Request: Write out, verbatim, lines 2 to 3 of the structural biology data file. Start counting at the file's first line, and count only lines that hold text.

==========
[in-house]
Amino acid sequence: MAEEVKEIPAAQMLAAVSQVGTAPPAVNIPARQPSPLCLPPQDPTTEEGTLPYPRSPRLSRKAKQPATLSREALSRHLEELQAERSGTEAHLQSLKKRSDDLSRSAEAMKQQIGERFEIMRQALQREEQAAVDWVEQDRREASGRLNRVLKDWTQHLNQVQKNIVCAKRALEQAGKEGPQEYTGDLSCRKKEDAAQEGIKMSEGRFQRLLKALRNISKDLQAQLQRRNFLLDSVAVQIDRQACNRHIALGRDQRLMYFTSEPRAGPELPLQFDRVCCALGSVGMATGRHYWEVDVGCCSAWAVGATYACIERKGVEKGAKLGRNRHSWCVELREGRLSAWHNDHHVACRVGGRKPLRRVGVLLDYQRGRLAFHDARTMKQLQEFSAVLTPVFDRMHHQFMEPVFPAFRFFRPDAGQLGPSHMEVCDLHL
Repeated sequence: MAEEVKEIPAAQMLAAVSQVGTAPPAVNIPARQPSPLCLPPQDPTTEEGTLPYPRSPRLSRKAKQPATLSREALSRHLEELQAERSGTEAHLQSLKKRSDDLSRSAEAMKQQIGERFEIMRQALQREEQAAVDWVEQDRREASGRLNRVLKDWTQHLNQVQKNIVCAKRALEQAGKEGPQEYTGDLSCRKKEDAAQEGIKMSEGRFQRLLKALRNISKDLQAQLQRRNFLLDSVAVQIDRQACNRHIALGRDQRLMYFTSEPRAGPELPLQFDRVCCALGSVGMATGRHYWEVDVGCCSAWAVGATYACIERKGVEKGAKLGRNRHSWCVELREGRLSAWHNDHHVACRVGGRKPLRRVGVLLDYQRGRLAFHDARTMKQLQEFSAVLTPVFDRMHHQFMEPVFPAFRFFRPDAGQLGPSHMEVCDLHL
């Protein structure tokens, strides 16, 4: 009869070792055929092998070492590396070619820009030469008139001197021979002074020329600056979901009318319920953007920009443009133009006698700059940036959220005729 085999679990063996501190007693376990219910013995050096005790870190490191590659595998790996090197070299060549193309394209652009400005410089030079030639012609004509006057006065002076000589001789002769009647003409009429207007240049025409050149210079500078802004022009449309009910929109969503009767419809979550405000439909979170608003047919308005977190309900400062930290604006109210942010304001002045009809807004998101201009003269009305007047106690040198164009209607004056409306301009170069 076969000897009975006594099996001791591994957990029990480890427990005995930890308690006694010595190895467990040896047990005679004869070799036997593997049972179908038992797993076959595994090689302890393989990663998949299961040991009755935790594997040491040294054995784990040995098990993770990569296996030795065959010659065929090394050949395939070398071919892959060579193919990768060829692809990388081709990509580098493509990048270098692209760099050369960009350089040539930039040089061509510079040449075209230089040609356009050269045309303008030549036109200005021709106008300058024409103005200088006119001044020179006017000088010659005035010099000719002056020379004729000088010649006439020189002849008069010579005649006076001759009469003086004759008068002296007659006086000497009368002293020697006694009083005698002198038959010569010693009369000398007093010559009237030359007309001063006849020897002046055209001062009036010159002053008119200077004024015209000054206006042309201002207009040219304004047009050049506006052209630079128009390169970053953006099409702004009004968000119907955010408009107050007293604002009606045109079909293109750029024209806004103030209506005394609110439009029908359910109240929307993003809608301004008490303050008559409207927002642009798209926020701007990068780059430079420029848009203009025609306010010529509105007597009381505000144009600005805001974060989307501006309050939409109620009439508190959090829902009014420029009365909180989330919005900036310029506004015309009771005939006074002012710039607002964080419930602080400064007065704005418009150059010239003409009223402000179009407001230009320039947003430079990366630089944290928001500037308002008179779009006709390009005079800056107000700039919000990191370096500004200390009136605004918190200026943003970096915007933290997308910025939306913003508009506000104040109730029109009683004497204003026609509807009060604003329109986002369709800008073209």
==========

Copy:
Amino acid sequence: MAEEVKEIPAAQMLAAVSQVGTAPPAVNIPARQPSPLCLPPQDPTTEEGTLPYPRSPRLSRKAKQPATLSREALSRHLEELQAERSGTEAHLQSLKKRSDDLSRSAEAMKQQIGERFEIMRQALQREEQAAVDWVEQDRREASGRLNRVLKDWTQHLNQVQKNIVCAKRALEQAGKEGPQEYTGDLSCRKKEDAAQEGIKMSEGRFQRLLKALRNISKDLQAQLQRRNFLLDSVAVQIDRQACNRHIALGRDQRLMYFTSEPRAGPELPLQFDRVCCALGSVGMATGRHYWEVDVGCCSAWAVGATYACIERKGVEKGAKLGRNRHSWCVELREGRLSAWHNDHHVACRVGGRKPLRRVGVLLDYQRGRLAFHDARTMKQLQEFSAVLTPVFDRMHHQFMEPVFPAFRFFRPDAGQLGPSHMEVCDLHL
Repeated sequence: MAEEVKEIPAAQMLAAVSQVGTAPPAVNIPARQPSPLCLPPQDPTTEEGTLPYPRSPRLSRKAKQPATLSREALSRHLEELQAERSGTEAHLQSLKKRSDDLSRSAEAMKQQIGERFEIMRQALQREEQAAVDWVEQDRREASGRLNRVLKDWTQHLNQVQKNIVCAKRALEQAGKEGPQEYTGDLSCRKKEDAAQEGIKMSEGRFQRLLKALRNISKDLQAQLQRRNFLLDSVAVQIDRQACNRHIALGRDQRLMYFTSEPRAGPELPLQFDRVCCALGSVGMATGRHYWEVDVGCCSAWAVGATYACIERKGVEKGAKLGRNRHSWCVELREGRLSAWHNDHHVACRVGGRKPLRRVGVLLDYQRGRLAFHDARTMKQLQEFSAVLTPVFDRMHHQFMEPVFPAFRFFRPDAGQLGPSHMEVCDLHL